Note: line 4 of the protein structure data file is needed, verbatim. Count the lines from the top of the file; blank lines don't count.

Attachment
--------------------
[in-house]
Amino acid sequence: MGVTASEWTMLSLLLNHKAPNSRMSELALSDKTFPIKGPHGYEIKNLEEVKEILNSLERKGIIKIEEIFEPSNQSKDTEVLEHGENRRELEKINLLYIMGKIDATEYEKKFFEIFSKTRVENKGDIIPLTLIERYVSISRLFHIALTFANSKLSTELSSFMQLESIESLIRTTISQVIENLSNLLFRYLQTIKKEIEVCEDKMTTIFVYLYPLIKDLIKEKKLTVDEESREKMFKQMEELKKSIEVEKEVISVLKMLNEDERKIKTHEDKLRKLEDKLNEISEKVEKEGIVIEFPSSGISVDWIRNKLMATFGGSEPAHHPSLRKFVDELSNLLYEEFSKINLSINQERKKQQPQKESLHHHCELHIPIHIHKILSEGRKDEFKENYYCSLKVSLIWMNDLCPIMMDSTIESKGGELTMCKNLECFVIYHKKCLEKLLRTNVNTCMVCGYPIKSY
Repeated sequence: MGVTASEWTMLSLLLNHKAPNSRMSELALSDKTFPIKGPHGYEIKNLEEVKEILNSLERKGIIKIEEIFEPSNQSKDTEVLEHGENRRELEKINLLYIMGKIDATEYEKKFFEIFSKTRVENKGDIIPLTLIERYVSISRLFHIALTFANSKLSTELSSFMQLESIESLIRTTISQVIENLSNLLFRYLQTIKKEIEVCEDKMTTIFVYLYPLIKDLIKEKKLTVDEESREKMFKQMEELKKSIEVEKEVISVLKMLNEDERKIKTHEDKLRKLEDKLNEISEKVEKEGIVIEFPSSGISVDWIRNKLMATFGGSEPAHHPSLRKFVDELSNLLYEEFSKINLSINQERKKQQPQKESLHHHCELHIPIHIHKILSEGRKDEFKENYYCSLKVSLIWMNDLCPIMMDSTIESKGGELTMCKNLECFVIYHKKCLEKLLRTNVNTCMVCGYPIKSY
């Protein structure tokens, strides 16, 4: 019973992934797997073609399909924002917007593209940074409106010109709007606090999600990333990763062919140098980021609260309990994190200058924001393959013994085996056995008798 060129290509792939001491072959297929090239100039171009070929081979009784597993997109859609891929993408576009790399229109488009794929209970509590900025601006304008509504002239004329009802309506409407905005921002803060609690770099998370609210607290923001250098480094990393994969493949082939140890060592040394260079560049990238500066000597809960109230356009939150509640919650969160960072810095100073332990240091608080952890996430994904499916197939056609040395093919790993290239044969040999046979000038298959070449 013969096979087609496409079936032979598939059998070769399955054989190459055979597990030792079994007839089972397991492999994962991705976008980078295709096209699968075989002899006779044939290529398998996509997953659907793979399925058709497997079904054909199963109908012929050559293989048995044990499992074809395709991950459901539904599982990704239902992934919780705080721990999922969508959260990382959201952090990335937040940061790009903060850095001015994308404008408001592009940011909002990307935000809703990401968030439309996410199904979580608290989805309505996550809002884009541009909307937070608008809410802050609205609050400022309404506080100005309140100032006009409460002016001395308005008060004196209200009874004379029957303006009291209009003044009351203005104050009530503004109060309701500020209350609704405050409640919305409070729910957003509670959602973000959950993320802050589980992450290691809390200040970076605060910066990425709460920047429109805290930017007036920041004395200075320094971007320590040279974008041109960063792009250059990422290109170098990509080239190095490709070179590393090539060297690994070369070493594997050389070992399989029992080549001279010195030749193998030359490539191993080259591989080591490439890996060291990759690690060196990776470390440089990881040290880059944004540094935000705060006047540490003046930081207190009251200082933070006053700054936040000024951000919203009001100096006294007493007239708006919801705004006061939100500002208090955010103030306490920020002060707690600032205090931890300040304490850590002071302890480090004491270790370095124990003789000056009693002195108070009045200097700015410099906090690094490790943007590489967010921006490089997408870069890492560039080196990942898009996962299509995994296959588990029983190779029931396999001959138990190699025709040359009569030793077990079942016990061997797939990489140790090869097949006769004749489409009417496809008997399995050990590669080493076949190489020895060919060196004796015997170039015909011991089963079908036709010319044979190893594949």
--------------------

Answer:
């Protein structure tokens, strides 16, 4: 019973992934797997073609399909924002917007593209940074409106010109709007606090999600990333990763062919140098980021609260309990994190200058924001393959013994085996056995008798 060129290509792939001491072959297929090239100039171009070929081979009784597993997109859609891929993408576009790399229109488009794929209970509590900025601006304008509504002239004329009802309506409407905005921002803060609690770099998370609210607290923001250098480094990393994969493949082939140890060592040394260079560049990238500066000597809960109230356009939150509640919650969160960072810095100073332990240091608080952890996430994904499916197939056609040395093919790993290239044969040999046979000038298959070449 013969096979087609496409079936032979598939059998070769399955054989190459055979597990030792079994007839089972397991492999994962991705976008980078295709096209699968075989002899006779044939290529398998996509997953659907793979399925058709497997079904054909199963109908012929050559293989048995044990499992074809395709991950459901539904599982990704239902992934919780705080721990999922969508959260990382959201952090990335937040940061790009903060850095001015994308404008408001592009940011909002990307935000809703990401968030439309996410199904979580608290989805309505996550809002884009541009909307937070608008809410802050609205609050400022309404506080100005309140100032006009409460002016001395308005008060004196209200009874004379029957303006009291209009003044009351203005104050009530503004109060309701500020209350609704405050409640919305409070729910957003509670959602973000959950993320802050589980992450290691809390200040970076605060910066990425709460920047429109805290930017007036920041004395200075320094971007320590040279974008041109960063792009250059990422290109170098990509080239190095490709070179590393090539060297690994070369070493594997050389070992399989029992080549001279010195030749193998030359490539191993080259591989080591490439890996060291990759690690060196990776470390440089990881040290880059944004540094935000705060006047540490003046930081207190009251200082933070006053700054936040000024951000919203009001100096006294007493007239708006919801705004006061939100500002208090955010103030306490920020002060707690600032205090931890300040304490850590002071302890480090004491270790370095124990003789000056009693002195108070009045200097700015410099906090690094490790943007590489967010921006490089997408870069890492560039080196990942898009996962299509995994296959588990029983190779029931396999001959138990190699025709040359009569030793077990079942016990061997797939990489140790090869097949006769004749489409009417496809008997399995050990590669080493076949190489020895060919060196004796015997170039015909011991089963079908036709010319044979190893594949």